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Superficial thrombophlebitis (superficial venous thrombosis)

BMJ 2015; 350 doi: https://doi.org/10.1136/bmj.h2039 (Published 22 June 2015) Cite this as: BMJ 2015;350:h2039

Re: Superficial thrombophlebitis (superficial venous thrombosis)

Nasr and Scriven include oestrogen based hormone therapy (HT) as a cause of superficial venous thrombosis.1 Only progestogen dominant HT is used for women with an intact uterus because of the high risk of endometrial cancer with oestrogen dominant HT. All hormonal contraceptives are progestogen dominant to prevent pregnancy and progestogens can cause vasodilation also increase the risk superficial or deep venous thrombosis. 1,2

In 1969, progestogens with inherent estrogenic activity, norethisterone acetate and ethynodiol diacetate, cause most veins complaints, especially when combined with higher doses of oestrogens. Vein complaints, including painful distended veins, varicose veins, leg cramps, superficial thrombophlebitis and thromboembolism, related to dilated endometrial sinusoids with or without stromal condensation.3

In 2011, Thomson et al discovered that desogestrel 150ug and drospirenone 3 mg increased endothelium-dependent vasodilation in large and small peripheral microvasculature further confirming the importance of vasodilation in the aetiology of progestogen/oestrogen induced thrombosis. Acne-treating oestrogenic drospirenone and desogestrel cause more thrombosis than acne-causing androgenic levonorgestrel.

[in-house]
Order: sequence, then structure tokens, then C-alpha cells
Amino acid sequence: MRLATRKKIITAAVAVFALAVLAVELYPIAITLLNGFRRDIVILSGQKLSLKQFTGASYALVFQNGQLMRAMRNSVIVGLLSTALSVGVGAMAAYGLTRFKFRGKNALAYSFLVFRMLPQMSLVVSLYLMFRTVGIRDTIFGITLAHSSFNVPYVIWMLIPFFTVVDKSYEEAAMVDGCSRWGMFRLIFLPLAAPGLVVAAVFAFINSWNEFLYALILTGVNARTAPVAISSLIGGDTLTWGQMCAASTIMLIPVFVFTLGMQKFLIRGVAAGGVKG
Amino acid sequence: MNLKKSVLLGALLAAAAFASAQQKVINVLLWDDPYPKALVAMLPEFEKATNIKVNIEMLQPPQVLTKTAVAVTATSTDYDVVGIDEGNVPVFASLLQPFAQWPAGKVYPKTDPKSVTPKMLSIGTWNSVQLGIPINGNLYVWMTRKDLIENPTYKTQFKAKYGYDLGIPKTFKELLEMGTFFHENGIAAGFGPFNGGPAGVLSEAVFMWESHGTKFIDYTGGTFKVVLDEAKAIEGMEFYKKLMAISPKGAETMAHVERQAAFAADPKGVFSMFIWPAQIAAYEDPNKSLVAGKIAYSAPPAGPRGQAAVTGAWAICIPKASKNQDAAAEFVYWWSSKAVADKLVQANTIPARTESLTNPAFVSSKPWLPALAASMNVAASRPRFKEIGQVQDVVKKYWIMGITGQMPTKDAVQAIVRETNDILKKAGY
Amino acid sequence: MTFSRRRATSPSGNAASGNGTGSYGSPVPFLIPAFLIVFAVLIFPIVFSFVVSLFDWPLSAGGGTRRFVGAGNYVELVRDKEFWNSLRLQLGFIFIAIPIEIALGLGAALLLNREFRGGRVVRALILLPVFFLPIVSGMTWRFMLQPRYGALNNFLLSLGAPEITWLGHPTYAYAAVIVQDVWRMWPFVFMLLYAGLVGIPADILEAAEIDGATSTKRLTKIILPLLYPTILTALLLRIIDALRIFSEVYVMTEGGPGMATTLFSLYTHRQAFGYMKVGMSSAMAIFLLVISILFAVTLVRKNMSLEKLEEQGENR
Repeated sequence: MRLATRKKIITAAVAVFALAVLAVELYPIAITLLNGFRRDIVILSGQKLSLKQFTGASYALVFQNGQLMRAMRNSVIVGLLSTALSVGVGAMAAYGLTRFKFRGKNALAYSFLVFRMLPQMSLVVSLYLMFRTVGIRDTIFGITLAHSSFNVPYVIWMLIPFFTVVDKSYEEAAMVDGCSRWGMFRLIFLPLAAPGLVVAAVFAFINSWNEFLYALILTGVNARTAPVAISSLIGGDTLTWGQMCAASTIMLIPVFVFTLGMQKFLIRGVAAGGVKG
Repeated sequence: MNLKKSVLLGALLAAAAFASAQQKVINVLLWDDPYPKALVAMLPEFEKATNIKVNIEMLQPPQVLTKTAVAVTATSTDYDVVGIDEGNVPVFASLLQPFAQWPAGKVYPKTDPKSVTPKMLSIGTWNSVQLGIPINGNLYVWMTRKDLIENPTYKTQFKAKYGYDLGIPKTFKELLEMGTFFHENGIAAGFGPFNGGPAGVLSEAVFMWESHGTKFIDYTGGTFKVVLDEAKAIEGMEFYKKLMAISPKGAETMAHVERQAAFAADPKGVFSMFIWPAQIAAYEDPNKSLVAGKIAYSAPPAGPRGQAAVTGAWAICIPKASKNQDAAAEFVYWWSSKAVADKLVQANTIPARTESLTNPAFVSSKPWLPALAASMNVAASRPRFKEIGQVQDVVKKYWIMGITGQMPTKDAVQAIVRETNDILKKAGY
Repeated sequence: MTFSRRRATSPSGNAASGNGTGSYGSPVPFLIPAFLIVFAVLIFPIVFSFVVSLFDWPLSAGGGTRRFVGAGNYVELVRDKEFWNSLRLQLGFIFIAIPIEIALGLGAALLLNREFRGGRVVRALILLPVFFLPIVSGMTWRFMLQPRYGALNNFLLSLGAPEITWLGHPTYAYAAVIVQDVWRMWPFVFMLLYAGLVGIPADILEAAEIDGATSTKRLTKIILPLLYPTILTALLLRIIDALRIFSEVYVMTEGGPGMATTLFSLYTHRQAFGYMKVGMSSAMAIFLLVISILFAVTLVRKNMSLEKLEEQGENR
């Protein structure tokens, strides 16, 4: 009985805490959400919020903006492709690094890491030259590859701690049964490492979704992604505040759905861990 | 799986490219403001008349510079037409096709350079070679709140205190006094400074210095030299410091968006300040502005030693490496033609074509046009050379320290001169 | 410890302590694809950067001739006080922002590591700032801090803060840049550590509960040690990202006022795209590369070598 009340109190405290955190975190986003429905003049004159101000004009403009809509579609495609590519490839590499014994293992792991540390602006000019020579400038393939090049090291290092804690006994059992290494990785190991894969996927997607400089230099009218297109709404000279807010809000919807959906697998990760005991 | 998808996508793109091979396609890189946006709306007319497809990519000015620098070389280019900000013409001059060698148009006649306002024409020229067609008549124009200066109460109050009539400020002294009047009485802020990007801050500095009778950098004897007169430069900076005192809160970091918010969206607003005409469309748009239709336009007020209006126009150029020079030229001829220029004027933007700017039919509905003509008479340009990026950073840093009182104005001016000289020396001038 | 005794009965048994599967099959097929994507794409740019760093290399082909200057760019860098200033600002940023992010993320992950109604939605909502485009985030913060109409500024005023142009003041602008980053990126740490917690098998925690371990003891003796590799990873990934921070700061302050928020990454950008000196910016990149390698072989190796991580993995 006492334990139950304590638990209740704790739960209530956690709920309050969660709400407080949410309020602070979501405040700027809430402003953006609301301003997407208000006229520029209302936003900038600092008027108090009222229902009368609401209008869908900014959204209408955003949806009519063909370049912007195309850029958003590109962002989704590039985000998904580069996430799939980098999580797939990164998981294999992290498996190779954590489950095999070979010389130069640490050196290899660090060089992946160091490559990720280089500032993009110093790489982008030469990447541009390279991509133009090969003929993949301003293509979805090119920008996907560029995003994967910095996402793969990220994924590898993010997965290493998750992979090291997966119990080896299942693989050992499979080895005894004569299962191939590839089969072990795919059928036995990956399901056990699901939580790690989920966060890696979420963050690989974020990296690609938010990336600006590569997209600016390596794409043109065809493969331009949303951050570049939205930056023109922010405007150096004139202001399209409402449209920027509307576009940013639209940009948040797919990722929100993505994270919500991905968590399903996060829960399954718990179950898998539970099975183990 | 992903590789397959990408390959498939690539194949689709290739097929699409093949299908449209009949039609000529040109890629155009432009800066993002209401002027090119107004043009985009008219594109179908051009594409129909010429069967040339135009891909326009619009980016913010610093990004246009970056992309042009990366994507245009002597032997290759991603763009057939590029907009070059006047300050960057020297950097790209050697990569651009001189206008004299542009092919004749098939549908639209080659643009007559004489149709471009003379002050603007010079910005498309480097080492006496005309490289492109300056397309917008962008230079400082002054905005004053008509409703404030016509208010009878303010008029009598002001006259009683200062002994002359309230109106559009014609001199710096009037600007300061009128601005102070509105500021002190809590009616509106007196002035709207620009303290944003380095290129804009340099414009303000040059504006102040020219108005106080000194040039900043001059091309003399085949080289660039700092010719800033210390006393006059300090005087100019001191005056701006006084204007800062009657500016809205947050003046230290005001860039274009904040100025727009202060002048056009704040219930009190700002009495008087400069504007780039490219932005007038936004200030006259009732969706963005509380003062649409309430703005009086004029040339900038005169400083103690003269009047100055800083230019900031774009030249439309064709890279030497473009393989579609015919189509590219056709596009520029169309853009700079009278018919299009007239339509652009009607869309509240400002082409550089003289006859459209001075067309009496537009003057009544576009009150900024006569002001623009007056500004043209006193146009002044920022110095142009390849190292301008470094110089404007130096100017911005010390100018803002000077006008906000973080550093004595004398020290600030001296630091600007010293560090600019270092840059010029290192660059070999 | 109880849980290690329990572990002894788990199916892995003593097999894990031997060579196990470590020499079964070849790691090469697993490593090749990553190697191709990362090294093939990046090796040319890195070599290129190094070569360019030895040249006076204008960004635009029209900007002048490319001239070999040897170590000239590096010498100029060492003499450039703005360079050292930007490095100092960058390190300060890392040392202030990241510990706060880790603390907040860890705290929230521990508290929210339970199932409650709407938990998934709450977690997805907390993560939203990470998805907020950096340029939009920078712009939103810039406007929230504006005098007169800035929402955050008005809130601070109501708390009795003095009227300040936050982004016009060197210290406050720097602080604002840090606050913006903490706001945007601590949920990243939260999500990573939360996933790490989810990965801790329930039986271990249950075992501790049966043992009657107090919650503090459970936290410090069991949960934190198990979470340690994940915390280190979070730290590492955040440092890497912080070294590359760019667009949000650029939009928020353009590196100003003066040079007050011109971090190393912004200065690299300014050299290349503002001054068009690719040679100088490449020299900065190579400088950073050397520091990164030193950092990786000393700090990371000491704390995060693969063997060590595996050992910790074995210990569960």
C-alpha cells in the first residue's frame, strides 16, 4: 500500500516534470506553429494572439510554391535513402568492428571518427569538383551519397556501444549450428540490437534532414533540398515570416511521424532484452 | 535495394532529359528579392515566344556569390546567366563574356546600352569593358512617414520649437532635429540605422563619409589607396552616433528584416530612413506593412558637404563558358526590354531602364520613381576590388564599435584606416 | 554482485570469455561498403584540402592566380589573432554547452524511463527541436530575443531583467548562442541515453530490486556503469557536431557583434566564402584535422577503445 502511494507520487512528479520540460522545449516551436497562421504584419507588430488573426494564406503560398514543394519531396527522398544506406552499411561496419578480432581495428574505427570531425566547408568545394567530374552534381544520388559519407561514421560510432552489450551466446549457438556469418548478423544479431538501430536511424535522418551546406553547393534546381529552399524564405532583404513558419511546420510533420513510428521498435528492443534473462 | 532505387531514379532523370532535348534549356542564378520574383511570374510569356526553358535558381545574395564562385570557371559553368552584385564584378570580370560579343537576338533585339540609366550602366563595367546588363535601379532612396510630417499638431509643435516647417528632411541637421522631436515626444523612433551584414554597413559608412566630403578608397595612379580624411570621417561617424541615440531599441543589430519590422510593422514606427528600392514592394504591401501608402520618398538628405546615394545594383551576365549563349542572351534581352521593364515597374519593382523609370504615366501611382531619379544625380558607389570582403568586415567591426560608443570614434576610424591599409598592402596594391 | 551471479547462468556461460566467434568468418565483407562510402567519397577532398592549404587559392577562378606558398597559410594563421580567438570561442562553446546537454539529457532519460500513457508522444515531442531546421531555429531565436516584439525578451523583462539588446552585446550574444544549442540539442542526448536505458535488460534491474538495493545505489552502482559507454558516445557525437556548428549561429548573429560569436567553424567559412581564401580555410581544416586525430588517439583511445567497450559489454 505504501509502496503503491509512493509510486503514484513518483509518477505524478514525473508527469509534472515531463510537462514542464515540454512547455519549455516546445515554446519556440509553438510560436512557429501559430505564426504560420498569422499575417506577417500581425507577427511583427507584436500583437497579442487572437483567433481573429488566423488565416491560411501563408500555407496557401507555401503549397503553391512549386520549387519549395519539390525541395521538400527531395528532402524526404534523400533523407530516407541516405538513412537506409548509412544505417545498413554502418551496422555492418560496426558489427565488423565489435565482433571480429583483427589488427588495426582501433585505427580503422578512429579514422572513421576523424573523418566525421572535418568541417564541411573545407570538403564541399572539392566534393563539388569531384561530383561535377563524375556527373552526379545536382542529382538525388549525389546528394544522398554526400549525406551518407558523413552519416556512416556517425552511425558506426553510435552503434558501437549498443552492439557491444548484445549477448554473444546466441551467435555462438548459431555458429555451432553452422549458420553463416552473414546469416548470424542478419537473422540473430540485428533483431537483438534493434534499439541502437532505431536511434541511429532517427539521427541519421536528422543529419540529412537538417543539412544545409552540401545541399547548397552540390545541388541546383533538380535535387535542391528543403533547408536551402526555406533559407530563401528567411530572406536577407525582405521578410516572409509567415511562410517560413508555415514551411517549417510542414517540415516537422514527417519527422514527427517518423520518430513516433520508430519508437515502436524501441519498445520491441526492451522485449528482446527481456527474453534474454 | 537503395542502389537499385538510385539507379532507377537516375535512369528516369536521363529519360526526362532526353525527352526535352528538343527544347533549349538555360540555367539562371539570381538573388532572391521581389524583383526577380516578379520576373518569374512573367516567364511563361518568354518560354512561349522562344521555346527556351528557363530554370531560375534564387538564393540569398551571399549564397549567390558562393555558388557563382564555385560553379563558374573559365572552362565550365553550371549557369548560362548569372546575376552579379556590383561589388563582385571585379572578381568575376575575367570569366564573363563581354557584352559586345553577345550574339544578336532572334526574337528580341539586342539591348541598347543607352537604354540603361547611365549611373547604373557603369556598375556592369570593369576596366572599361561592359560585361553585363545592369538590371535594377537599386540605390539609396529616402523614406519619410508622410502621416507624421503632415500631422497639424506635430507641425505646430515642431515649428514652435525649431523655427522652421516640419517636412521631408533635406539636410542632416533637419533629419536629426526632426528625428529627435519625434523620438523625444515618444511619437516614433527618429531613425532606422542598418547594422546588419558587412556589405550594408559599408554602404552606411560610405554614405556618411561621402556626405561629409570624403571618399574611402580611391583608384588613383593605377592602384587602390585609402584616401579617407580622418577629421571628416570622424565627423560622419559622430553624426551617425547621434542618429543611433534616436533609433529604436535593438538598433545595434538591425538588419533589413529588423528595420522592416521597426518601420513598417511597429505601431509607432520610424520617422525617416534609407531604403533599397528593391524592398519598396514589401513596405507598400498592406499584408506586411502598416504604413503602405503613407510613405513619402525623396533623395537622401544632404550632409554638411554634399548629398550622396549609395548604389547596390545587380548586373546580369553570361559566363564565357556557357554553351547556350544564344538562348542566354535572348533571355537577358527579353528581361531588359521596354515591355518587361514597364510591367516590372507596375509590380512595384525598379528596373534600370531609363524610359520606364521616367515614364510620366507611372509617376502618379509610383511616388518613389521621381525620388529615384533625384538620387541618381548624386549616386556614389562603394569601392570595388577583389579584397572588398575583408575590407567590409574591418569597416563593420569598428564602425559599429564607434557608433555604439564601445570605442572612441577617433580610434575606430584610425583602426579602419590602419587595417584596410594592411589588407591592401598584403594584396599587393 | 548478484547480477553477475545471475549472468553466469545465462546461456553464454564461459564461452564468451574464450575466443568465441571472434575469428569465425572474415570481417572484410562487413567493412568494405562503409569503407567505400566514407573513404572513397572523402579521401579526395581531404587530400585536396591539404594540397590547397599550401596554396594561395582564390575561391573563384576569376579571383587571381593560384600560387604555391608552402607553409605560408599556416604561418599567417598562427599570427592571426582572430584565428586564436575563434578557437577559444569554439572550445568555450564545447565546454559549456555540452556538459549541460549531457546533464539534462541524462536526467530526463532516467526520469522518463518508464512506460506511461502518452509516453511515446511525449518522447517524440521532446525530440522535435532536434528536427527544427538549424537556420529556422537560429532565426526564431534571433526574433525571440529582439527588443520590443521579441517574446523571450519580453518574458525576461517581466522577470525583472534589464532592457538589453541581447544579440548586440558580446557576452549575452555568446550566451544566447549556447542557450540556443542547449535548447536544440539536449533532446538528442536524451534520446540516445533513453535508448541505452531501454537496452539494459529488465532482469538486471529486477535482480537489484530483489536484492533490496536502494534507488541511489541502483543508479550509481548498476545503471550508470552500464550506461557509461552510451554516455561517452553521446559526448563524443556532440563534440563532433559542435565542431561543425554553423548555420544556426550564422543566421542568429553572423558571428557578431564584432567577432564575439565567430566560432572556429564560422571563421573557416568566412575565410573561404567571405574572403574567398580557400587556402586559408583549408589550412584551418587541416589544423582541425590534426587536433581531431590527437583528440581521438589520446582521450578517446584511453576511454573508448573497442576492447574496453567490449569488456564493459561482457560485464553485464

In 2015, Vinogradova et al found that any current exposure to combined oral contraceptives gave a 3-fold increased risk of idiopathic venous thromboembolism compared with no use in the past year. Newer third generation progestins doubled the risk compared with older progestins. Risks were for desogestrel (x4.28), gestodene (x4.27), drospireone (4.12) and cyproterone (4.27) compared with levonorgestrel (2.38), norethisterone (2.56) and norgestimate (2.53).

It is important to that hormone use should be discontinued, along with symptomatic control or anticoagulants, to prevent continuing venous vasodilation leading to venous pulmonary thromboembolism.

1 Nasr H, Scriven JM. Superficial thrombophlebitis (superficial venous thrombosis). BMJ2015;350:h2039.
2 Grant ECG. Hormone balance of oral contraceptives. BJOG 1967;74:908-18.
3 Grant ECG. Venous effects of oral contraceptives. BMJ 1969;2:73-7.
4 Thompson AK, Przemska A, Vasiloupou D, Newens KJ, Williams CM.
Combined oral contraceptive pills containing desogestrel or drospirenone
enhance large vessel and microvasculature vasodilation in healthy
premenopausal women. Microcirculation 2011 Mar 7. doi: 10.1111/j.1549-
8719.2011.00094.x.
5 Vinogradova Y, Coupland C, Hippisley-Cox J. Use of combined oral contraceptives and risk of venous thromboembolism: nested case-control studies using the QResearch and CPRD databases.BMJ 2015;350:h2135

Competing interests: No competing interests

24 June 2015
Ellen Grant
Physician and medical gynaecologist
Retired
Kingston-upon-Thames, KT2 7JU, UK